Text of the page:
Deb in Uganda
Finally, please pray for my sister-in-law, Debbi. She left yesterday for Uganda. She'll be there for three months studying abroad. She had the choice to live on the campus or with a Ugandan family and she chose to stay with a family, so she will not have running water or indoor plumbing. I'm so excited that she has this opportunity and yet ask for all of your prayers that she will be safe and return safely. And that she doesn't lose her passport while she's there. She plans to keep us updated on her new blog she created just for this trip: Bless the Rains Down in Africa

Also pray for my best friend's mom that she'll be healed of her cancer,
and for the health of all the babies our friends are having right now. Two of our friends are having twins (this one and this one) and so many others are pregnant right now, I can't even count them all.
Thank you for your prayers, now do it right now before you forget! Thanks!

Saturday, January 2, 2010

Robert Wesley

Once upon a time, there was a little boy......who met a little girl...

...they got married...
...two days later the boy left for Korea,
but they would write every day...
...for a year......he returned safely from war and they started a family......then his children started their families and the little boy became a Grandpa...

...then the boy blinked and suddenly he was a Great Grandpa!
That little boy who is all grown up now, is my Grandpa. All of my grandparents are extra special for their own reasons, but January 4th is my Grandpa J's 80th birthday, so he gets the attention. He's very humble and probably won't like all this attention. However, he's very witty and would probably say he's proud to be so humble.

He's a retired cabinet maker. An expert at precision and detail. He works now at Wal-Mart in the paint and hardware department, NOT as a greeter (he likes to add). He has two sons, four grandchildren and two great grandchildren to date. Up till a couple of years ago he taught math to adults at a local R.E.A.D. program. He still sings in the choir at church. He is an avid reader, a big fan of author, Martin Lloyd-Jones and the local newspaper. He can beat you at chess and happily sorted through hundreds of coins to find brand new state quarters so each of his family members could have their own set.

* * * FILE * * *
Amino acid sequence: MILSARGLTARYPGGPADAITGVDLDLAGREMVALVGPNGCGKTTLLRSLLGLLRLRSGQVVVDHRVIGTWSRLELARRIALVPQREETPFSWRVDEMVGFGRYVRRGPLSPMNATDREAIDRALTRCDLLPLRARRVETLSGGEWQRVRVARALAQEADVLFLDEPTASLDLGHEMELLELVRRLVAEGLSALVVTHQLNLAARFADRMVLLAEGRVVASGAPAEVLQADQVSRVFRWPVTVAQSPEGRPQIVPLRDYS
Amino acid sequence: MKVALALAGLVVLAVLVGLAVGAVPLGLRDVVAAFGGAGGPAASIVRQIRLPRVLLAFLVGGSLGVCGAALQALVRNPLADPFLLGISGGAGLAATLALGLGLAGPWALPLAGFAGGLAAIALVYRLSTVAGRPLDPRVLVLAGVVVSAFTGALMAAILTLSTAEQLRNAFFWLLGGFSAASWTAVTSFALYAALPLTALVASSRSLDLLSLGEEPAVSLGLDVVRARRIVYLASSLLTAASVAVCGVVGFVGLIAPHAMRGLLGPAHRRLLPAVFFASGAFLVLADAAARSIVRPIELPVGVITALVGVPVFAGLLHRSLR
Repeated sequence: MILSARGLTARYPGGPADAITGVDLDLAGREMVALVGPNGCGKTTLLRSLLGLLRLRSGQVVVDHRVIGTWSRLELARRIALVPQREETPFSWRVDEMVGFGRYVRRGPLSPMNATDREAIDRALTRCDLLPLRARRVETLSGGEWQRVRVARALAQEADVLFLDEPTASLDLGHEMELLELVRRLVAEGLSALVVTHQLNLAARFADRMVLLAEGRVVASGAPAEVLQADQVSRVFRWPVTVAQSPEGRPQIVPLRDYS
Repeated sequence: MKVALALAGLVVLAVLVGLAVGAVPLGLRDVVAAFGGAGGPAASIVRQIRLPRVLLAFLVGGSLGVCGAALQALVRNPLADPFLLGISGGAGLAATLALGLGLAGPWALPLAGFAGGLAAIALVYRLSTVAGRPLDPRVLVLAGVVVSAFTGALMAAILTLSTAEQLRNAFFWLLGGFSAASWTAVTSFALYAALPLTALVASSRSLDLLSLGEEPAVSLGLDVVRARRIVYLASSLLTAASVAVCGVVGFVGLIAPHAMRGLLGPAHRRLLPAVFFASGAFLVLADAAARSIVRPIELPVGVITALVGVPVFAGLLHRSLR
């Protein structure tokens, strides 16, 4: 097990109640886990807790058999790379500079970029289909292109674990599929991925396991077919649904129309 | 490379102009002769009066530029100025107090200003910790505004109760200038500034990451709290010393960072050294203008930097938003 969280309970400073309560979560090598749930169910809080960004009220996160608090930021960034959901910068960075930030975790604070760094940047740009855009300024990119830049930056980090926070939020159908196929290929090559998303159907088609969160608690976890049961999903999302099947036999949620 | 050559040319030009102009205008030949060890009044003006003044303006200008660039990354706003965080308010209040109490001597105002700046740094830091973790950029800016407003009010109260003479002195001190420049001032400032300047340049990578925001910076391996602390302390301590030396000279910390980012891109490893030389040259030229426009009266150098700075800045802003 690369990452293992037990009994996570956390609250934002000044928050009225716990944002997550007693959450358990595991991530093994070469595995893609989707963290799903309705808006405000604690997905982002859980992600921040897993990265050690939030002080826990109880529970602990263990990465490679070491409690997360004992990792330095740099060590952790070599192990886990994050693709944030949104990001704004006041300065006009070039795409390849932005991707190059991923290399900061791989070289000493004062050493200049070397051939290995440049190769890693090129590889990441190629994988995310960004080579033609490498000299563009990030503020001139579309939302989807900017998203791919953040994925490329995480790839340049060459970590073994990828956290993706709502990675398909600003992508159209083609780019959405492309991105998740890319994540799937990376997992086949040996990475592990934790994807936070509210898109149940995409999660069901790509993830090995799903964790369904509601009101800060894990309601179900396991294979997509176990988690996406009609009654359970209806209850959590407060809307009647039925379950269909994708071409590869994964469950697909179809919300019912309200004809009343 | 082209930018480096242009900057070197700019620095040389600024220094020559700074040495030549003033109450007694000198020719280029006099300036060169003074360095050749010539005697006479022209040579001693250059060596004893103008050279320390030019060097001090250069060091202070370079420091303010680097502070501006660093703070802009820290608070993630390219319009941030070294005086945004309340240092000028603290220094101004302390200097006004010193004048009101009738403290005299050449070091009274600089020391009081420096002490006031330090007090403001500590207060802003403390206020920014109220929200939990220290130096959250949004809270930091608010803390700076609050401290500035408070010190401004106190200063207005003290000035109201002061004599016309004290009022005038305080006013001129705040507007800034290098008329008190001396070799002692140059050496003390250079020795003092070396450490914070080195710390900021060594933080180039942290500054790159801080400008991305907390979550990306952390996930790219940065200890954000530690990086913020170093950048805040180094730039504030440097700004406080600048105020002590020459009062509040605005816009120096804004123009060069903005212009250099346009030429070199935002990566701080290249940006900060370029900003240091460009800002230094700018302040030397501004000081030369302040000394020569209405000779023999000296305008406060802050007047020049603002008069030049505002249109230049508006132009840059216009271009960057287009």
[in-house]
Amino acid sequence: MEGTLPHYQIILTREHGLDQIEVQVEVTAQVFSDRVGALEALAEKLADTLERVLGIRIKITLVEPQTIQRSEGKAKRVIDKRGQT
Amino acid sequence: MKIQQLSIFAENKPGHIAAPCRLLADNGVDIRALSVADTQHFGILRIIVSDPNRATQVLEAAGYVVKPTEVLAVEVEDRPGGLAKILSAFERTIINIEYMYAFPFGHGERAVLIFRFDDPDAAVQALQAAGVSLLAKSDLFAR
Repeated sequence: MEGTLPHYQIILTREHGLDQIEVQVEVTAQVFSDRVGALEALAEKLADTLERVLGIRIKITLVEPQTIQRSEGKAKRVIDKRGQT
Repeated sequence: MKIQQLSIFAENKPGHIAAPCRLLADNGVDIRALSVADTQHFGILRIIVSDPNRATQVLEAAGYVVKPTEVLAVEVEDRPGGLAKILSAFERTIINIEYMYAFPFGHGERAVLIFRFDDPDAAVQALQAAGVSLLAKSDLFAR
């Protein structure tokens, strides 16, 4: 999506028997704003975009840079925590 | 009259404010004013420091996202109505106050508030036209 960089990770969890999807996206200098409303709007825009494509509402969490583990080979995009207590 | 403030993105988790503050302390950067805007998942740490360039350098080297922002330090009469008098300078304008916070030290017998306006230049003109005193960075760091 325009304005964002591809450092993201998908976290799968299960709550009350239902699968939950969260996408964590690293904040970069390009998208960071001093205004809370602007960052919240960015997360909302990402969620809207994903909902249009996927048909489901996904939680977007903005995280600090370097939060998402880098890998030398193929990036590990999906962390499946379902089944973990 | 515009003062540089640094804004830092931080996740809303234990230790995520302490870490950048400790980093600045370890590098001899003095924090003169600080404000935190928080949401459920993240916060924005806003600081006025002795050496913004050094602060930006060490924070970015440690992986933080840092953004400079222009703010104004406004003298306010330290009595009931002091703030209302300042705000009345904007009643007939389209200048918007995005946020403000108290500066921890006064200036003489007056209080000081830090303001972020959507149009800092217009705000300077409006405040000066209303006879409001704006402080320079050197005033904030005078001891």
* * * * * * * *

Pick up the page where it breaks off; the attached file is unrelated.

He and Grandma still honor their engagement date and he reserves kisses on the lips only for his "sweetie". Above all these things he has been my role model for his soft heart and patient spirit. He loves God above all else and that is evident to all who meet him. He is also the genetic root of our son's chocolate brown eyes.

He taught me to whistle, wink, blow bubbles with gum, tie my shoes, he was instrumental in my early math education and learning to drive. When he and his best friends sit around the dinner table they top each other's clever puns and discuss politics and theology. He is an expert home made ice cream maker and loves to estimate the mileage to come visit us in Ohio when they drive up from Tennessee. He taught me how to change the oil in my car and the proper way to use a chamois.
He has created a legacy of Christlike love, patience and perseverance to all of his family and we love him more than he'll ever know. I wish I could help you blow out the candles again, I'd wish with you that we didn't all live so far apart.
Happy Birthday, Grandpa!
With love from your Punkin'